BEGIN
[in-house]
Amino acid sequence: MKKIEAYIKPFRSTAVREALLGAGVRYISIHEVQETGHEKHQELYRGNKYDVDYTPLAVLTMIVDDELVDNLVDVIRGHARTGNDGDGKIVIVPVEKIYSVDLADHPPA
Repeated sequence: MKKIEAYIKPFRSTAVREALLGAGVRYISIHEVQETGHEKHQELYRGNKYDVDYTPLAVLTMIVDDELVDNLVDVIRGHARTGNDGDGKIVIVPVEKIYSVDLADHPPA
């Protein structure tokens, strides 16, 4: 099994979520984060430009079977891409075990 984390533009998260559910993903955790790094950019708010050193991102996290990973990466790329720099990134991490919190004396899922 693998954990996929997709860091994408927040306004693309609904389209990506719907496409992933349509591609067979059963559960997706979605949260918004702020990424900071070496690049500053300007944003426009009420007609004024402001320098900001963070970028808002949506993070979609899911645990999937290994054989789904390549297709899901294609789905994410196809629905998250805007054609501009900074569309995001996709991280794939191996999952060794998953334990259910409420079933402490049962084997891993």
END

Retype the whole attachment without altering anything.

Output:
[in-house]
Amino acid sequence: MKKIEAYIKPFRSTAVREALLGAGVRYISIHEVQETGHEKHQELYRGNKYDVDYTPLAVLTMIVDDELVDNLVDVIRGHARTGNDGDGKIVIVPVEKIYSVDLADHPPA
Repeated sequence: MKKIEAYIKPFRSTAVREALLGAGVRYISIHEVQETGHEKHQELYRGNKYDVDYTPLAVLTMIVDDELVDNLVDVIRGHARTGNDGDGKIVIVPVEKIYSVDLADHPPA
């Protein structure tokens, strides 16, 4: 099994979520984060430009079977891409075990 984390533009998260559910993903955790790094950019708010050193991102996290990973990466790329720099990134991490919190004396899922 693998954990996929997709860091994408927040306004693309609904389209990506719907496409992933349509591609067979059963559960997706979605949260918004702020990424900071070496690049500053300007944003426009009420007609004024402001320098900001963070970028808002949506993070979609899911645990999937290994054989789904390549297709899901294609789905994410196809629905998250805007054609501009900074569309995001996709991280794939191996999952060794998953334990259910409420079933402490049962084997891993």